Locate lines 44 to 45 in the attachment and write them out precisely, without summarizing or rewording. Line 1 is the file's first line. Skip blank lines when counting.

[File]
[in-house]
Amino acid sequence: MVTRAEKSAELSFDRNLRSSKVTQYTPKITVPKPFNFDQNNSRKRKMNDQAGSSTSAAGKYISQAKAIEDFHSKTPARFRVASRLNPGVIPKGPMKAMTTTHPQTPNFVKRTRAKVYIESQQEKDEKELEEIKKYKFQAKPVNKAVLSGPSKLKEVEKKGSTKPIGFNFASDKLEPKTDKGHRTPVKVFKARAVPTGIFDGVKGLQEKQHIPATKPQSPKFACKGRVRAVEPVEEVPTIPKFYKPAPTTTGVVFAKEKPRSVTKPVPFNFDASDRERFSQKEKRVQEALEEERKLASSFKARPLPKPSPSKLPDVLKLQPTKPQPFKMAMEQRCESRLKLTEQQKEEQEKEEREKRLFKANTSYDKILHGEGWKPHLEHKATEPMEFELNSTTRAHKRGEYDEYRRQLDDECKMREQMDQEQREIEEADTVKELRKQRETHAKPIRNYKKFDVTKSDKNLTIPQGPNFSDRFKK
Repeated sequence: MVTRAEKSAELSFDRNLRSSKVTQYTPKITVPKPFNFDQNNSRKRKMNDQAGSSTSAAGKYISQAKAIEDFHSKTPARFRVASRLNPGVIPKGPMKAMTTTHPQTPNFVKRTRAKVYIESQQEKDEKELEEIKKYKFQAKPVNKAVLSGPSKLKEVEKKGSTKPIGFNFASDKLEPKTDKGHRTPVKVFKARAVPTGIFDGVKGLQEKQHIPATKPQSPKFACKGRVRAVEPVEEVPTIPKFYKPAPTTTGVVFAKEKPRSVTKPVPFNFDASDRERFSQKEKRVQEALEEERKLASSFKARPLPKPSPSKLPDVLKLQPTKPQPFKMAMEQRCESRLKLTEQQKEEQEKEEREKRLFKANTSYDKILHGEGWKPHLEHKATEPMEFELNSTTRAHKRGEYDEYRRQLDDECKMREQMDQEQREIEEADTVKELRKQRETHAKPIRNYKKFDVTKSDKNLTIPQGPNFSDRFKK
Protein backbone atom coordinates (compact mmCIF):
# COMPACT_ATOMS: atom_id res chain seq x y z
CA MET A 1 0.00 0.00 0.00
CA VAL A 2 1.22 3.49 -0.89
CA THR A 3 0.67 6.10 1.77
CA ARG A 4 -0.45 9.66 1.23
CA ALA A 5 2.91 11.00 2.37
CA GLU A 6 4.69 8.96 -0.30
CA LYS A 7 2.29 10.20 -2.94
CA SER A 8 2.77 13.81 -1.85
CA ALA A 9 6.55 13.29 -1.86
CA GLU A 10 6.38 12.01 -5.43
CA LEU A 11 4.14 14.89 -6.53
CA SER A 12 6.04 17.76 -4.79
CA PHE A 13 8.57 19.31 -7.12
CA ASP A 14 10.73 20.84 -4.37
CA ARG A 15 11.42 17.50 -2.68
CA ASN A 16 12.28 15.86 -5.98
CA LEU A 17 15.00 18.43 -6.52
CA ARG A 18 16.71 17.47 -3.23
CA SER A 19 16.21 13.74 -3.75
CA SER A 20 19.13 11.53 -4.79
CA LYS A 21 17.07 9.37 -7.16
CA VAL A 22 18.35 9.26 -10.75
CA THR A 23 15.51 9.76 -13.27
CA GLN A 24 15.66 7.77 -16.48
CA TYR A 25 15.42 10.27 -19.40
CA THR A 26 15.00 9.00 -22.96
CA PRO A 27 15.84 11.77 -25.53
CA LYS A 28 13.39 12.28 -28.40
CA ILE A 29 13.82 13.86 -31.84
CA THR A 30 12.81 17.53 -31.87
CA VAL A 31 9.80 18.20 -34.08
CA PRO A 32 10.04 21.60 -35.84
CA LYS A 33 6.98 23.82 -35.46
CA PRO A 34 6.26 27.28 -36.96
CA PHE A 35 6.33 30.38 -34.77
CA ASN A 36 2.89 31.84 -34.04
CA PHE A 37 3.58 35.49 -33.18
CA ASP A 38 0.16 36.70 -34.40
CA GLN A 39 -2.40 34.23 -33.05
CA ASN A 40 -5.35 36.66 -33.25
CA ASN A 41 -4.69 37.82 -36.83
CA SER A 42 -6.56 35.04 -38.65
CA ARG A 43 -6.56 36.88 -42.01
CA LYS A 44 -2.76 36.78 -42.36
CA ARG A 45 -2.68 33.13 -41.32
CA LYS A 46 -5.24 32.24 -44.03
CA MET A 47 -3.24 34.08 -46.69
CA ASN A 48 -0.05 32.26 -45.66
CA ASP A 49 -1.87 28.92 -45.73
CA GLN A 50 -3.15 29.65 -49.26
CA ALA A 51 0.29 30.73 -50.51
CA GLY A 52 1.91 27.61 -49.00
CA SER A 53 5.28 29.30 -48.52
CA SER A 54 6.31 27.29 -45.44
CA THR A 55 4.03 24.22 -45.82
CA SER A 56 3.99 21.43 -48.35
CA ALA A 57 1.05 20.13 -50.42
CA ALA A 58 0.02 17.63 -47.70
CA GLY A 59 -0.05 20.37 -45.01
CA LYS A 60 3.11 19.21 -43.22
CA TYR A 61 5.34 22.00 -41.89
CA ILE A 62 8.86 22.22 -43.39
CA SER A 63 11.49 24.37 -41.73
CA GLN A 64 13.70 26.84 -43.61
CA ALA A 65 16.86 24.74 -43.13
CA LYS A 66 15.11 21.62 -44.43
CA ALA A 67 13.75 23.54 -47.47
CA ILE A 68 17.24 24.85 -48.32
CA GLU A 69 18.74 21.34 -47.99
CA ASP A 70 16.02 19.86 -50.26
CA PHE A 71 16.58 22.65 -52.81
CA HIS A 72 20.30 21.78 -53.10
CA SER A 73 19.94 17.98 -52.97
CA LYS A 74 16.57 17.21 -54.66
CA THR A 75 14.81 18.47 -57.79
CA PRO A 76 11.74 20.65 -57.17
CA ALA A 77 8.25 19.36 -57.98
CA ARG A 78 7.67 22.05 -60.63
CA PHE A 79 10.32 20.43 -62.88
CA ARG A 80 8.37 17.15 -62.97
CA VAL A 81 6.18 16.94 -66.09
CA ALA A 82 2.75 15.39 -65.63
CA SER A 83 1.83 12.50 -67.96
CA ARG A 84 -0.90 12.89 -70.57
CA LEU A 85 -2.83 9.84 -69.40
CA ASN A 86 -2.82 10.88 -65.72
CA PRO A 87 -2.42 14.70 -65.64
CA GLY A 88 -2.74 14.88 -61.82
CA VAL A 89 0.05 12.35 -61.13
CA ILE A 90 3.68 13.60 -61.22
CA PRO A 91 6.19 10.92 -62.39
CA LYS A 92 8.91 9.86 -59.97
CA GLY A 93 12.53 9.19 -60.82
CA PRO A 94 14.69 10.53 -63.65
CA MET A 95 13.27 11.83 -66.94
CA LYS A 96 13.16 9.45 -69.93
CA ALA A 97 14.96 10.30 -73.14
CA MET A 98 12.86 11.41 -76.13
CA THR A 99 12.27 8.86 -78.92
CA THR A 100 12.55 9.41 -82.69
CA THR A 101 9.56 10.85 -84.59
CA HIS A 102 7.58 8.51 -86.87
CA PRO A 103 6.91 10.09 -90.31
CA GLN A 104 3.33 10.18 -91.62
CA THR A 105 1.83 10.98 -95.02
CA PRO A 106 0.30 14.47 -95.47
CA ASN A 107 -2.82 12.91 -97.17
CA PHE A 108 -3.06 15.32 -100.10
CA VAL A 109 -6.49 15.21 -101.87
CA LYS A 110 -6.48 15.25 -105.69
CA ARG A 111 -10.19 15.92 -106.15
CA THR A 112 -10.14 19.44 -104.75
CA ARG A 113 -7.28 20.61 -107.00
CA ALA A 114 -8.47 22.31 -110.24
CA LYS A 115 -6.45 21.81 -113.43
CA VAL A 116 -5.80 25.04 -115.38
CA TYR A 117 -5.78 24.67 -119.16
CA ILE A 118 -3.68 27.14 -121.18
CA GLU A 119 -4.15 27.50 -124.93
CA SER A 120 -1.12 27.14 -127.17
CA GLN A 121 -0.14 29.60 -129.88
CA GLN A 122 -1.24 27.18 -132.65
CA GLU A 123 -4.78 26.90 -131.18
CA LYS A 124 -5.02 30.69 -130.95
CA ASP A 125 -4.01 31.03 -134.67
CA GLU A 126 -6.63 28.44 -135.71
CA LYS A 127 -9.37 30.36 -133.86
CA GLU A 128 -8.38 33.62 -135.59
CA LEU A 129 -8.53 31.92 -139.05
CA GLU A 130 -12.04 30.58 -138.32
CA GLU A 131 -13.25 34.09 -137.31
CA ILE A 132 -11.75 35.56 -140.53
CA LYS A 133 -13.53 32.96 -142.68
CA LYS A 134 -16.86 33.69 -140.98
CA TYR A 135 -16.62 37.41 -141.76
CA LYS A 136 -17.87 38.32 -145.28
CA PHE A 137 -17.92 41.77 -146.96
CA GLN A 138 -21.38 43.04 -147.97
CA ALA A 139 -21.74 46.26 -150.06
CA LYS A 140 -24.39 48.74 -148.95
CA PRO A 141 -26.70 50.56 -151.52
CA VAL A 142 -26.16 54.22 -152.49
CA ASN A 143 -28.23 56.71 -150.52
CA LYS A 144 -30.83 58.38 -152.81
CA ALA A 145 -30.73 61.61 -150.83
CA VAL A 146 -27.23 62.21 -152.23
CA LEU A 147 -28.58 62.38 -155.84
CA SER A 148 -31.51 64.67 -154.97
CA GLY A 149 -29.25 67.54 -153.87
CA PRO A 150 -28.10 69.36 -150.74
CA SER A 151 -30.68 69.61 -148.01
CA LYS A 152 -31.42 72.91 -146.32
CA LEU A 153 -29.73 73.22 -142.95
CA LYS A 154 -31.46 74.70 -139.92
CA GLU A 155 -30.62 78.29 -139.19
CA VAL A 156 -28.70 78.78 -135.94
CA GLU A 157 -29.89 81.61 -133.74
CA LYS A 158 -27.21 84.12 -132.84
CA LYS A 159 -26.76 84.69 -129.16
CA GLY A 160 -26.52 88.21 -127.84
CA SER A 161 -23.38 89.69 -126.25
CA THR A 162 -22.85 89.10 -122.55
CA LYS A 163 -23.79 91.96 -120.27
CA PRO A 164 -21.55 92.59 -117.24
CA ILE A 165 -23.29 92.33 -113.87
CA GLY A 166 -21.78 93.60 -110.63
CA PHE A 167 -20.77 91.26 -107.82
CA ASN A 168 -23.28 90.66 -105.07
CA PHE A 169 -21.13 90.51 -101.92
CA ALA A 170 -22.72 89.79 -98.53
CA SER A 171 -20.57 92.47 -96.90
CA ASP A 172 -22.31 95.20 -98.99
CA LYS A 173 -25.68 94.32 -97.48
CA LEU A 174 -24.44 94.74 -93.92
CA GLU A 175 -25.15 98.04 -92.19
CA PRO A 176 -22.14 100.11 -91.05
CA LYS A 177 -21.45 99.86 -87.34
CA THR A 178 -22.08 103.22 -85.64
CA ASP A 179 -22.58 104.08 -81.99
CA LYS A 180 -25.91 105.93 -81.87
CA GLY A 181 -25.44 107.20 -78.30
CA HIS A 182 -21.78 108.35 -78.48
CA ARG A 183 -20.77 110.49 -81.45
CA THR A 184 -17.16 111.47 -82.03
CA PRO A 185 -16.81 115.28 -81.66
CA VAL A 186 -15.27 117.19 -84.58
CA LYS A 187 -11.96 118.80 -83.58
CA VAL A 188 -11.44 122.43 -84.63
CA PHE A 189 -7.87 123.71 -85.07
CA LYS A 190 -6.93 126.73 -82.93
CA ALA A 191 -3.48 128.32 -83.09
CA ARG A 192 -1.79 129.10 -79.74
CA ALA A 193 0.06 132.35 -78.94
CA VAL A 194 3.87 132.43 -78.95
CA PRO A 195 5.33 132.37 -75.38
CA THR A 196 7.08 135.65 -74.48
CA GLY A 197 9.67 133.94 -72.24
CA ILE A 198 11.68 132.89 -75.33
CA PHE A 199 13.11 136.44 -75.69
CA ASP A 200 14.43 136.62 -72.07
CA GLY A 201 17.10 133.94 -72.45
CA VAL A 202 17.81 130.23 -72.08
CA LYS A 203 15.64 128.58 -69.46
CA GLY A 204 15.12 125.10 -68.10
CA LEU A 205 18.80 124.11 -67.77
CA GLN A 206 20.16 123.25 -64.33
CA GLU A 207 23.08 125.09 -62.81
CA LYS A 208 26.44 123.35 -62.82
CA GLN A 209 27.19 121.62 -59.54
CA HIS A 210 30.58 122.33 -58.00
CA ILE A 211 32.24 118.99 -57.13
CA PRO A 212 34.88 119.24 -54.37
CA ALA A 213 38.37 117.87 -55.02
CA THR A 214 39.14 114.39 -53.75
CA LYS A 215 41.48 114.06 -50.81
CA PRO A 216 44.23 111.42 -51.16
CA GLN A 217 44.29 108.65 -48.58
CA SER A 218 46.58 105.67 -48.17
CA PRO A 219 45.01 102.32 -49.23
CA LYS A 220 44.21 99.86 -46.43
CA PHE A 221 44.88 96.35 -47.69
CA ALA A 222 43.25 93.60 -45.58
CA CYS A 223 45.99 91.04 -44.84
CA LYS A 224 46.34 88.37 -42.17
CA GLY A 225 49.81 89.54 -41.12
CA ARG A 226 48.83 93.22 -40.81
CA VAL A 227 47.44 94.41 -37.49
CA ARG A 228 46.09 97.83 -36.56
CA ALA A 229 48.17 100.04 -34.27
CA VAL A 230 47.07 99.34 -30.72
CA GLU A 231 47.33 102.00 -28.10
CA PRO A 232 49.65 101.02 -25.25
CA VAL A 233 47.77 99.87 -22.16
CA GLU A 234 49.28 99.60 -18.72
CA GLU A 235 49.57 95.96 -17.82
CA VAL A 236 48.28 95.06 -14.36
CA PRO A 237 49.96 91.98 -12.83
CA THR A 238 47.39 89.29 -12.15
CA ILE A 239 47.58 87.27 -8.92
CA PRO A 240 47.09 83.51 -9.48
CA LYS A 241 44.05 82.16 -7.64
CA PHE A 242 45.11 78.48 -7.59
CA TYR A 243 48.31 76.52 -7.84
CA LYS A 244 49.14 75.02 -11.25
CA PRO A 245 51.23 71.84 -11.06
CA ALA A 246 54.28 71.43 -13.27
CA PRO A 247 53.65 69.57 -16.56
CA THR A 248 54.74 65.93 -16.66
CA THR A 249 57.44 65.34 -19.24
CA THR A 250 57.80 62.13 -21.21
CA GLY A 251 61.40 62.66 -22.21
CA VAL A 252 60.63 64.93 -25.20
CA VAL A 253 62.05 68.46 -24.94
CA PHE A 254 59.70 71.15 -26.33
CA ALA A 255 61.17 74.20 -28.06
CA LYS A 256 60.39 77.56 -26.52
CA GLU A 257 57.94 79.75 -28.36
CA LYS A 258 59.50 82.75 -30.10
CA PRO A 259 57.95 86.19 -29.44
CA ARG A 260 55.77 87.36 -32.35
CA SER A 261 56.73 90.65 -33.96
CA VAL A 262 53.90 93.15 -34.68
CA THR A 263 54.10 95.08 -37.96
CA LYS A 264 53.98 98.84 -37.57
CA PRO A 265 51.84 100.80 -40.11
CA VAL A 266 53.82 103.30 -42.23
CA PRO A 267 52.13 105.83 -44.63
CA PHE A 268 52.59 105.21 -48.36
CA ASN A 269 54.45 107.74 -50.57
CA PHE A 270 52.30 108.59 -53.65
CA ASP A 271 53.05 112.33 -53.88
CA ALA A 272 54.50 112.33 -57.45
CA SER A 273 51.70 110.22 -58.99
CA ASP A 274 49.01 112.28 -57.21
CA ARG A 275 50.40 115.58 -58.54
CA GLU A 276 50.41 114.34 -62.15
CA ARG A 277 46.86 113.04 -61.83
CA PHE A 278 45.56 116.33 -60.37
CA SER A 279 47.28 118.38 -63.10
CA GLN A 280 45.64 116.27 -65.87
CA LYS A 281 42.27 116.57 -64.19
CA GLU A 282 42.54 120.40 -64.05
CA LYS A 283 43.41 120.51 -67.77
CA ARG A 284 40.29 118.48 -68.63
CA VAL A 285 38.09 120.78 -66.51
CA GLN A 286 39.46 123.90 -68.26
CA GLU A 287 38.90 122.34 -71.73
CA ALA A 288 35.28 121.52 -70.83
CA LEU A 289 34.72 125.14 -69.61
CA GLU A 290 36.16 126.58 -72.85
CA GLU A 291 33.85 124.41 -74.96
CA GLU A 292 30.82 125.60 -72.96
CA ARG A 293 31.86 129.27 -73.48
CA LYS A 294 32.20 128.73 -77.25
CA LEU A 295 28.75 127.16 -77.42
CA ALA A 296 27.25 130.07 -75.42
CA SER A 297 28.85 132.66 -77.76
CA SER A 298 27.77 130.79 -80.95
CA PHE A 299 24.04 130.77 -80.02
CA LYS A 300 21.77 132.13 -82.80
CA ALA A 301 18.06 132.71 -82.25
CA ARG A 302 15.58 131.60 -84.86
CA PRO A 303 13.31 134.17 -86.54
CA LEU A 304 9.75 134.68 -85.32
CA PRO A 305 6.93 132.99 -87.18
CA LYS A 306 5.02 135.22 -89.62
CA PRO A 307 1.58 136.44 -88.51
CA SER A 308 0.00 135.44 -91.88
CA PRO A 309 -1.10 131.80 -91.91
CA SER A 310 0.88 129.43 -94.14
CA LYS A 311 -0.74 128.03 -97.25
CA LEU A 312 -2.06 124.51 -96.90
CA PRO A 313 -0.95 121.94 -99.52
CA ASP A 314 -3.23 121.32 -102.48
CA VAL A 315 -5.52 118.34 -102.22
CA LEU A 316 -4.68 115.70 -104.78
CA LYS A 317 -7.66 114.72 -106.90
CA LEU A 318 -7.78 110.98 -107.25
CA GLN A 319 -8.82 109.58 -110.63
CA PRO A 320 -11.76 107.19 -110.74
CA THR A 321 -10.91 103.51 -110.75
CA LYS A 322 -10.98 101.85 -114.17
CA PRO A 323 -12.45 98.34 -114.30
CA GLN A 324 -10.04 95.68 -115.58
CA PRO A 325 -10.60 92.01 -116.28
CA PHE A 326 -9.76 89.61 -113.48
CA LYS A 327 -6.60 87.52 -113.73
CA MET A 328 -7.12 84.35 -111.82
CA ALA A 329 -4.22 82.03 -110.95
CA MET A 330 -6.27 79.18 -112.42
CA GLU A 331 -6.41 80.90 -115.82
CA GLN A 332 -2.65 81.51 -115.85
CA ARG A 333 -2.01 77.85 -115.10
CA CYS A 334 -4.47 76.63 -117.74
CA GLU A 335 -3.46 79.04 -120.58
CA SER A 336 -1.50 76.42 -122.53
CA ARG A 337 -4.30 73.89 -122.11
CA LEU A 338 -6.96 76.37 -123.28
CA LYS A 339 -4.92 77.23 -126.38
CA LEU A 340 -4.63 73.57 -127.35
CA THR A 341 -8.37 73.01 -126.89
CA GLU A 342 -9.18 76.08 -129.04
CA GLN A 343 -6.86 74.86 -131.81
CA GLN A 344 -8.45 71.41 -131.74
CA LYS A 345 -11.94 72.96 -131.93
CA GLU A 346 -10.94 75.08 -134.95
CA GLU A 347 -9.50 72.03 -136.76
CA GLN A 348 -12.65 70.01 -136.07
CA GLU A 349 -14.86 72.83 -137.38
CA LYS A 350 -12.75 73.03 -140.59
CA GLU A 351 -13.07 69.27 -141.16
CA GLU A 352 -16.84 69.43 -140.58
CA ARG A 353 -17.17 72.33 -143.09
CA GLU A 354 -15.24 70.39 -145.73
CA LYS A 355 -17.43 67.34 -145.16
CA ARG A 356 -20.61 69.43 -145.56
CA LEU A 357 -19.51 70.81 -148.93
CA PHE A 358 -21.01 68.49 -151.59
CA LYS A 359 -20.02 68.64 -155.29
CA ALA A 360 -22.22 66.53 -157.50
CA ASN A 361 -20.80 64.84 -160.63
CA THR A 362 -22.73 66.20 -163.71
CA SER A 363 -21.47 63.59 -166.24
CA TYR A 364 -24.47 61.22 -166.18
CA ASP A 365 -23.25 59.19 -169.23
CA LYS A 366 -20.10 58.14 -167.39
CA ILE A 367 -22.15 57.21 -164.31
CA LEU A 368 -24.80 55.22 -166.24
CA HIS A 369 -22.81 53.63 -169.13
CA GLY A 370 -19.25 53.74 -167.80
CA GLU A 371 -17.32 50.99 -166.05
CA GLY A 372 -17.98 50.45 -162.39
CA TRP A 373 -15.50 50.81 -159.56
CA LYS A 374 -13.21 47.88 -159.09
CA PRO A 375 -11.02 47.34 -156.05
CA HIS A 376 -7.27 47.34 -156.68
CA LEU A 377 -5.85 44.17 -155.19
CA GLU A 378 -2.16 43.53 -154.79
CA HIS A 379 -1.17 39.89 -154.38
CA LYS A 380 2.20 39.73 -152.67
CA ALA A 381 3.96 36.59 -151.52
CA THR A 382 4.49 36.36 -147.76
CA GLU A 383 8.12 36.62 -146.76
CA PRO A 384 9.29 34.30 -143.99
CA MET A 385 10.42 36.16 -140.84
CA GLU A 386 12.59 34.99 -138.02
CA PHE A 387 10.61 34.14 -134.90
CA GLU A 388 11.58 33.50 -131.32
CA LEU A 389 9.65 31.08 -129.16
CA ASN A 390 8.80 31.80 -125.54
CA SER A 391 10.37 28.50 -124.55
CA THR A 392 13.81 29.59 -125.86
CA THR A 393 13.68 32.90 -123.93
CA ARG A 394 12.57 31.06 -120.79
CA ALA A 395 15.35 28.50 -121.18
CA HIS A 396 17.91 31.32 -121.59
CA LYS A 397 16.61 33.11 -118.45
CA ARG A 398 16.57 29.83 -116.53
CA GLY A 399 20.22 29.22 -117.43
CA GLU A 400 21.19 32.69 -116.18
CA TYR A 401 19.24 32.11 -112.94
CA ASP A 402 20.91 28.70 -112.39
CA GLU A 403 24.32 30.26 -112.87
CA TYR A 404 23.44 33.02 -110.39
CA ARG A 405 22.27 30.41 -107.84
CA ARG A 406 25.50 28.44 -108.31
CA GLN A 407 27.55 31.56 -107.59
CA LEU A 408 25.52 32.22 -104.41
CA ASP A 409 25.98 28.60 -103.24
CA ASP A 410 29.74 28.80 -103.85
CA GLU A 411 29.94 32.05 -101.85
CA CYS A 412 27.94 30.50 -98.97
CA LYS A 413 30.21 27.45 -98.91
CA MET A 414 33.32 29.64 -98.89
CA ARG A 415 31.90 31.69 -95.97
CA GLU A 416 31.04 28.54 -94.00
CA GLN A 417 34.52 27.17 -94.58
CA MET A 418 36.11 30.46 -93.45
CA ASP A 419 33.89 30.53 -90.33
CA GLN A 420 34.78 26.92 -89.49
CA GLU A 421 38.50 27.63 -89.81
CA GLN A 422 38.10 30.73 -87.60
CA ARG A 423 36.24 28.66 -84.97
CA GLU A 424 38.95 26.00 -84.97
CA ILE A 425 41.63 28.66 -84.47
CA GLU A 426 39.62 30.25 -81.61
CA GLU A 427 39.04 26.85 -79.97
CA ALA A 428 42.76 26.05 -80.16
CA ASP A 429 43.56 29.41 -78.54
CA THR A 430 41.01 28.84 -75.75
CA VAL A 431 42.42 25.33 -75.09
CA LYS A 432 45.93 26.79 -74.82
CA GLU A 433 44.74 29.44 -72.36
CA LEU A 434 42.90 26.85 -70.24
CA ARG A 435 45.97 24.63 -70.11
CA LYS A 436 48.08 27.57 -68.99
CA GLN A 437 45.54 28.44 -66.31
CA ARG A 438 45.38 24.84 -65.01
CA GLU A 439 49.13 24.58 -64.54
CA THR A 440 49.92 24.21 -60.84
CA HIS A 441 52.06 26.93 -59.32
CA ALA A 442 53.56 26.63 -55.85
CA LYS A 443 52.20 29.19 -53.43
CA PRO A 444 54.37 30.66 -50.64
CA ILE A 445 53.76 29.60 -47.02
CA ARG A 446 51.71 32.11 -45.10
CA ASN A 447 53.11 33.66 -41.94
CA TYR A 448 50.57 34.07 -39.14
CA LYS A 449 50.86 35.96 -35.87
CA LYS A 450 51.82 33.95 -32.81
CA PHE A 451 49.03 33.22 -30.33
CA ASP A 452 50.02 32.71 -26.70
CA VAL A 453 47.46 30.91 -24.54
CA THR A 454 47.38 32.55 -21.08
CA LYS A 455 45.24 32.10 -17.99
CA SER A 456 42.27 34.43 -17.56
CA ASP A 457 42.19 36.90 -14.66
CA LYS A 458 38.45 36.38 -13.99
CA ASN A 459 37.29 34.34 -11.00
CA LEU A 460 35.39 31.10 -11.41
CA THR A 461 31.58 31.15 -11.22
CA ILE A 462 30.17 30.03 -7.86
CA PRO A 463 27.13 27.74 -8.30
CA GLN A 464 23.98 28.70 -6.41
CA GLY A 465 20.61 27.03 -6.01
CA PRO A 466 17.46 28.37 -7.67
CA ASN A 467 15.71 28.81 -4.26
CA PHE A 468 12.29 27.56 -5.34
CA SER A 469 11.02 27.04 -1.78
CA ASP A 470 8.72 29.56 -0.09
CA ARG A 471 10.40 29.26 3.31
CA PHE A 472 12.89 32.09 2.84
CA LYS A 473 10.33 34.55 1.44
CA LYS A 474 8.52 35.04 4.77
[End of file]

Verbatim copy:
CA GLN A 39 -2.40 34.23 -33.05
CA ASN A 40 -5.35 36.66 -33.25